it? Well, there's a 60 percent chance that I'm out $200 plus. A 40 percent chance

that I'm out $600. Well, if I add this up, that's 120, 60 times 200, plus 240. And

120+240 is 360. So what I get is if I buy the ticket, right, I'm out $360. And if I

don't buy the ticket, I'm out $400. So it's a fairly easy choice, right? Buy for

360, right, or don't buy. For 400 and here, since I want to have the lower cost,

what I'm going to do is buy. That was a fairly simple example. Let's do one that's

more complicated. Suppose you think about applying for a scholarship and there's,

it's worth $5,000. That seems like a pretty good deal, and they limit this

scholarship to 200 applicants so you go into the you know, the office, and you

realize, you know, you can be one of the first 200. Now for this scholarship

[inaudible], you have to write a two page essay, and after you write a two page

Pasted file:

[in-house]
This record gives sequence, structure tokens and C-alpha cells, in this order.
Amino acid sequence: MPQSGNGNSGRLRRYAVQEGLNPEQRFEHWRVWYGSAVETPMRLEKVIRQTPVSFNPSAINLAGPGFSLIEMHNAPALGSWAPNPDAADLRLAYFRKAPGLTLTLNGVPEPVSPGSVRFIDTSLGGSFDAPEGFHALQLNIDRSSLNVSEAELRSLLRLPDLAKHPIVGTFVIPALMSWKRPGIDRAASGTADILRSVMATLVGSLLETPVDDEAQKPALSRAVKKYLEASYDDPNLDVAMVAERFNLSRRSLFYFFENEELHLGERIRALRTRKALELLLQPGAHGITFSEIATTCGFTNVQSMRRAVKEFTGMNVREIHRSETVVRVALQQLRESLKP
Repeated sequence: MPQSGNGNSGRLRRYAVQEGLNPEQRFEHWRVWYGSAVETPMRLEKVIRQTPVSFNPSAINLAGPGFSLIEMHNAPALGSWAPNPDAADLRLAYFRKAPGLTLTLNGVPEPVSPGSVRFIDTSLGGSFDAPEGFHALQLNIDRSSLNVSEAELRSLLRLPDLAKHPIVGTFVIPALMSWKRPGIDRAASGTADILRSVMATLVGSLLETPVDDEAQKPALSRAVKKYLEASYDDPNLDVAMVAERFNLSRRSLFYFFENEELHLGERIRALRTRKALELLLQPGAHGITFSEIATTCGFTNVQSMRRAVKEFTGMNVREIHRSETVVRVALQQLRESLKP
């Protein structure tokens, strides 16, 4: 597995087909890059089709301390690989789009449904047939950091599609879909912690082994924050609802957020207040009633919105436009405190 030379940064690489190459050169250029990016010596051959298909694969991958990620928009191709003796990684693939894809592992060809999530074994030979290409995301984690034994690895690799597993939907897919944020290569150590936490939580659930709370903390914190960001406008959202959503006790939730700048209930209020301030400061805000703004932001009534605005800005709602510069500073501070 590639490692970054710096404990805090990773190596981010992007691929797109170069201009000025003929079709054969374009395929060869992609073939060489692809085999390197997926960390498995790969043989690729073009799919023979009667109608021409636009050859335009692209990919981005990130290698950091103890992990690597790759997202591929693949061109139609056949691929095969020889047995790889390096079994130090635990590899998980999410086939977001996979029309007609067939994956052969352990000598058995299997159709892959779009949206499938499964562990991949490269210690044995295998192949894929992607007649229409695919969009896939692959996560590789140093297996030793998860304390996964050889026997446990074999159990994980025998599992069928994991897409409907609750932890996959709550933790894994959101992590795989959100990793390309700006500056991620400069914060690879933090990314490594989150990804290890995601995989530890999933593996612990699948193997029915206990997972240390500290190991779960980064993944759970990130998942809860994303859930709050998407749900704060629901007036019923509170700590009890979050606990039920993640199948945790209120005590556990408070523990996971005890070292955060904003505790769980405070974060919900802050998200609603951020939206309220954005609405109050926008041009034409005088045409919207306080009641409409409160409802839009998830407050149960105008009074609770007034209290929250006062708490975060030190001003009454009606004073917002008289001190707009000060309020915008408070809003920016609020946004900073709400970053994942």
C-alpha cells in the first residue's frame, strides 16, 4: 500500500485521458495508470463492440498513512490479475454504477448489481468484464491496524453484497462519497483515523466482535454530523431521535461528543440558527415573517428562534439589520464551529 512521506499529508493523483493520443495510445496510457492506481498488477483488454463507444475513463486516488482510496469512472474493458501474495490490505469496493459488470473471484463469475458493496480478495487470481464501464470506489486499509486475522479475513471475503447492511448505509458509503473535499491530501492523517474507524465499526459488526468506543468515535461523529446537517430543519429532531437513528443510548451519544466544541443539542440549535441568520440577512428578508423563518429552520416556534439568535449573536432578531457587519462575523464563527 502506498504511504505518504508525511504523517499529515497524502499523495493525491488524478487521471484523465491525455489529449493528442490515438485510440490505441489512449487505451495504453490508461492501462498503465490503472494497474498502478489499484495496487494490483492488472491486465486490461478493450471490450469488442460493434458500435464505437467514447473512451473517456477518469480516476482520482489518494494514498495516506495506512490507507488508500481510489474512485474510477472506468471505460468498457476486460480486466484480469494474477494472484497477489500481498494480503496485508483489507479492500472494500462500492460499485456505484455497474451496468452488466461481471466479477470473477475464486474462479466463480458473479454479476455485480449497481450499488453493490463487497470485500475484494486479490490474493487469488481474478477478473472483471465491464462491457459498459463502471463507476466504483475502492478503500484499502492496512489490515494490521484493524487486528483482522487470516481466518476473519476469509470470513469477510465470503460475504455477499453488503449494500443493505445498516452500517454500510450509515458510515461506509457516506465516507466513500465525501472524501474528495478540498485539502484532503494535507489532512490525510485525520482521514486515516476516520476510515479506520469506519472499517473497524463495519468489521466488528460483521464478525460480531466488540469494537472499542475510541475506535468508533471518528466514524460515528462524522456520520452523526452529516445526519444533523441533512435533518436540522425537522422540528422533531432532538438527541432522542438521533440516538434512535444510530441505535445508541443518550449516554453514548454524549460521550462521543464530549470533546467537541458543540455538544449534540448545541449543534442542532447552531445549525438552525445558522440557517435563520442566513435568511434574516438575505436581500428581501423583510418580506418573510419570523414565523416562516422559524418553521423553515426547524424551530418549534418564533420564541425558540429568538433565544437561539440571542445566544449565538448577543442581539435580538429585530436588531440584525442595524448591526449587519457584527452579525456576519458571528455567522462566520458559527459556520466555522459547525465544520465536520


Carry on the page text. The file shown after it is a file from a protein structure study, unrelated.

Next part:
essay explaining why you deserve this scholarship, they're gonna pick ten

finalists and those finalists are gonna have to write ten page essays. So now

you've got this choice. I could. You know, you can basically get $5000. That's a lot

of money, but you've got to write these two essays. The two pager and then if you

make it as a finalist, a ten pager. And there's some probability of making it as a

finalist and some probability of winning. So you look at this, and you think, how do

I make this choice? Well, again, what do we need to know? We need to know the

probability of events happening. So the probability of making it to be a finalist

in the probability of winning, and that's pretty straightforward. And we need to

know the payoff. So we know that payoff from the scholarship, but we need to know

the cost. Of these assets. So to use the decision tree the first step you're going

to make is to figure out the cost. So let's suppose you figure, well, what's the

cost to me of writing a two page essay. And if you're a, well, maybe twenty bucks.

Maybe it's worth $20.00 of my time to write a two page essay. And what about the